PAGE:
Roughly chop and pull all the meat from the guinea fowls and then use the bones to make a stock. I used this stock in many of the evening's dishes.


 Guinea fowl and girolle terrine


The meat from confit of 3 guinea fowls (see above)
The meat jelly reserved from the confit
Half a pint of guinea fowl stock
10 oz/ 250 g girolles, washed thoroughly of their grit
A bunch of tarragon, finely chopped
A bunch of thyme, finely chopped
2 cloves of garlic, crushed
1 small glass of ruby port (or white port if you want to keep the colour purer)
2 oz/ 50 g unsalted butter
4 leeks, trimmed, washed and sliced lengthwise
4 gelatine leaves, soaked in cold water for at least ten minutes
12 slices of cured ham (I used Serrano)
Salt and pepper


Gently cook the leeks in the butter until completely soft, then drain and set aside to cool. Add the chopped girolles to the butter and saute with the garlic until soft. Add the guinea fowl meat along with the guinea fowl jelly. Cook gently for about ten minutes, then add the port and herbs and cook for a further few minutes, season and taste - adjust the seasoning if necessary. Heat the stock in a saucepan and dissolve the gelatine in it. 


Line your terrine dish or loaf tin with clingfilm - enough so that it hangs over the sides. Line with the slices of ham, so that they overlap to cover the base and sides and hang over the edges. Place one ladle of stock in the bottom of the terrine dish. Compress a layer of the guinea fowl and girolles mixture into the dish and then moisten with more of the stock. Place a layer of the leeks on top and then repeat with more guinea fowl, then leeks, then guinea fowl and then more leeks with a final layer of guinea fowl on top, or until the terrine is filled to the brim, remembering to moisten each layer with stock. Ladle some more stock over the top and give the dish a sharp tap on the worktop, so that the stock can sink into all the gaps. Fold the ham over the top and then  fold over the clingfilm and press it down gently.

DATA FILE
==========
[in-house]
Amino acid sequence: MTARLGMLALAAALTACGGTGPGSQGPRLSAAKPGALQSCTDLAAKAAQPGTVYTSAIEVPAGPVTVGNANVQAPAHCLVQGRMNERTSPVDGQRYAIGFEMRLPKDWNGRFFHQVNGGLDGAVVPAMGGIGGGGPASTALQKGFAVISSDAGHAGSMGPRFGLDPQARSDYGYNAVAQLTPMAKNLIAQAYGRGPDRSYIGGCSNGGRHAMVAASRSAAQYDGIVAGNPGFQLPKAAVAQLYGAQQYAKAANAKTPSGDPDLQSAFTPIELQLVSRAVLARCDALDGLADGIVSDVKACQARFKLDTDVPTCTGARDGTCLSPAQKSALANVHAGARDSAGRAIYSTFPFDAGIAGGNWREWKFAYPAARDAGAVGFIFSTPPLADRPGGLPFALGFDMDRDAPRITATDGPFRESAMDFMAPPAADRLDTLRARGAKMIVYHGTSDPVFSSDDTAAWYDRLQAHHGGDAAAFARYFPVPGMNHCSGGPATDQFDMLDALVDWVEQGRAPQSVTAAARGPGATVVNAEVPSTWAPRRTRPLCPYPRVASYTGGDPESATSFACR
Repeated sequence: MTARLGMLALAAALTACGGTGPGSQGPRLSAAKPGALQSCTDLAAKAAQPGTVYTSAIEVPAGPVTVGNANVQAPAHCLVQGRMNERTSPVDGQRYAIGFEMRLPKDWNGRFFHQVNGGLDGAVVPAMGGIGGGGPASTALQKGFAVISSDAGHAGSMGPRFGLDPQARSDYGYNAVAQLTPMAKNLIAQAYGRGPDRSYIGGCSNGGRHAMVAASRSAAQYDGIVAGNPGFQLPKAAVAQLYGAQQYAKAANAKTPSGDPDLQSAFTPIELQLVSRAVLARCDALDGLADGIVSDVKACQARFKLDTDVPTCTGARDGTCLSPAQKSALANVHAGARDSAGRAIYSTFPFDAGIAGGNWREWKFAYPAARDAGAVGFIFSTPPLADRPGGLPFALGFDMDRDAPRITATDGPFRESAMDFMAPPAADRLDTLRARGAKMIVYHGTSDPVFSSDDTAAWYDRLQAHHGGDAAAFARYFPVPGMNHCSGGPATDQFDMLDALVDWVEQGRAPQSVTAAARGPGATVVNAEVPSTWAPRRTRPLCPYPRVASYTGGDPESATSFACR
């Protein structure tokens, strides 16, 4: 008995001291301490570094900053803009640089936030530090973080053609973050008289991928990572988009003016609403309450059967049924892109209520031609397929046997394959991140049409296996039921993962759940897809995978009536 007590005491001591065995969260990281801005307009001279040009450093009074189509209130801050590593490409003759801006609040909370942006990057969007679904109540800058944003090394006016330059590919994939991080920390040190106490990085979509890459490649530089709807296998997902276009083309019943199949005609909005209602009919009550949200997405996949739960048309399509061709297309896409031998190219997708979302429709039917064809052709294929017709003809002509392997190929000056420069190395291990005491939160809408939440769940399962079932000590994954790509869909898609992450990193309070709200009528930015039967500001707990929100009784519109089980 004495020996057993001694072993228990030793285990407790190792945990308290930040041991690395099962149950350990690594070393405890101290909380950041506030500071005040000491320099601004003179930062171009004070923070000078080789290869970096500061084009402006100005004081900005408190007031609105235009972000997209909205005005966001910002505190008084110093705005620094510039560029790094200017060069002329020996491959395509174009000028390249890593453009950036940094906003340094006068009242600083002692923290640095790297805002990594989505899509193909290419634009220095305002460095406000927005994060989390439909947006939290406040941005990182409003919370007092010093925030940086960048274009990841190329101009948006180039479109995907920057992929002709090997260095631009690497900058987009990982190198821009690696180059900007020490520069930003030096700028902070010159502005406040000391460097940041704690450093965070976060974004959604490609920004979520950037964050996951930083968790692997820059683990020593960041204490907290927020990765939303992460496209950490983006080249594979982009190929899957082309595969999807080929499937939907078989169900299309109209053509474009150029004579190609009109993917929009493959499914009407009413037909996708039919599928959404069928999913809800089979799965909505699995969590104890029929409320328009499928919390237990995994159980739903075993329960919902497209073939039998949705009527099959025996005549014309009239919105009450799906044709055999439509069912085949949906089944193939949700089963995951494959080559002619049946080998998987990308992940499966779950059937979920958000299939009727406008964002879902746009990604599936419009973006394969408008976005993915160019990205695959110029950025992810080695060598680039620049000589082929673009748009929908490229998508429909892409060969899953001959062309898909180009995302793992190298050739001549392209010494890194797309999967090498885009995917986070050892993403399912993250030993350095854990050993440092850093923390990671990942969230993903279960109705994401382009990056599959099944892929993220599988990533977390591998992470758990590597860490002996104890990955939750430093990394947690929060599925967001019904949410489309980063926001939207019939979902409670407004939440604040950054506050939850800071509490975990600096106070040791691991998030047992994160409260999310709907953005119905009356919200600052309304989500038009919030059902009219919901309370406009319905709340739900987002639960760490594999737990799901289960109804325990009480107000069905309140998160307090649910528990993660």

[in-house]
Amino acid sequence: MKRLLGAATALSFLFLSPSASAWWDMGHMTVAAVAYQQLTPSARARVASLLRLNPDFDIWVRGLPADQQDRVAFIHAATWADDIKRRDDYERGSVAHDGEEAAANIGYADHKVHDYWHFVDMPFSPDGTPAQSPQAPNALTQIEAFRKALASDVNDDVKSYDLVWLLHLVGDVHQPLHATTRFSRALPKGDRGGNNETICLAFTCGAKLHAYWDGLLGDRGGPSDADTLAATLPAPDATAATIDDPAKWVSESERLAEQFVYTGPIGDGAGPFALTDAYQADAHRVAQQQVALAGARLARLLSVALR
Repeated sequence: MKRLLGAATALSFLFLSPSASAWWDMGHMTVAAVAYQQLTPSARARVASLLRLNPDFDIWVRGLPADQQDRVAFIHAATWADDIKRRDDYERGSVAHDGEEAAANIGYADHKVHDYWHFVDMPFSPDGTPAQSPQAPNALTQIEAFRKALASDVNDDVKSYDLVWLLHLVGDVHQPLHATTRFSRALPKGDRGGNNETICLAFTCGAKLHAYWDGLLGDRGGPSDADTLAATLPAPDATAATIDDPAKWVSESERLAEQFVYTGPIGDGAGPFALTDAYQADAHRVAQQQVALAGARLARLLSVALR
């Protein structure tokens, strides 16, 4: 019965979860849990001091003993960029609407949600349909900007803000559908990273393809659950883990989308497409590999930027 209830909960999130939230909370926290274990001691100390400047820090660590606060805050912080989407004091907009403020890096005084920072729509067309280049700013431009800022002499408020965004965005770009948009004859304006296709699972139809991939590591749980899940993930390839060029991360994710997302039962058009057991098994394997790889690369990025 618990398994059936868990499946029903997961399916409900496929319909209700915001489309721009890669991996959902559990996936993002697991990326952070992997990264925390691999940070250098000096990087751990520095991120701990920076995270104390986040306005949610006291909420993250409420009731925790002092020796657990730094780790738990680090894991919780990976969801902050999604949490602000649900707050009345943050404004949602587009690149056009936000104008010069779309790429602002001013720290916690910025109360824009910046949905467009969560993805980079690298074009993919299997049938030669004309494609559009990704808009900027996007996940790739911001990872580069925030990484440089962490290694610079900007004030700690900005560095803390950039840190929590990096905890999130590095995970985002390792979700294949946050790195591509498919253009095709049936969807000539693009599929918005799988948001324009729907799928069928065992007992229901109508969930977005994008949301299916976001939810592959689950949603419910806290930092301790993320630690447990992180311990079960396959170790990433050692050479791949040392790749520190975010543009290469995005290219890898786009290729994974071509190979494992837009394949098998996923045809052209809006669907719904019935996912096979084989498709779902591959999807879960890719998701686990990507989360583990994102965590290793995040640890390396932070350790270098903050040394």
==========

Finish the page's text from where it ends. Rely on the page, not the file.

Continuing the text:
Place the terrine on a plate to catch any of the juices and place a small baking tray on it and top the tray with something heavy - a couple of tins of beans will do.  Pop it in the fridge and chill for at least 4 hours. About an hour before serving, place the terrine in the freezer to firm up for about 10 minutes to make carving easier. Remove the terrine from its dish and wrap it tightly in more clingfilm. Carefully slice the terrine, remove the clingfilm and, using a palate knife to help you lift it, place a slice in the centre of each plate. This should be done about half an hour before serving so that the terrine isn't fridge cold when eaten.






Grapefruit salad with grain mustard vinaigrette.


for the salad


3 pink grapefruits, peeled and segmented
A mixture of lambs lettuce, watercress and rocket (or whatever you like)


for the vinaigrette


6 tbsp extra virgin olive oil
2 tbsp red wine vinegar
1 heaped tbsp grain mustard
1 tsp honey
Salt and pepper


Mix or shake all the ingredients together and taste for seasoning, adjusting if necessary.


Place some leaves, then a segment of grapefruit, repeating in a circle around the edges of each plate. Drizzle the salad with the vinaigrette and serve.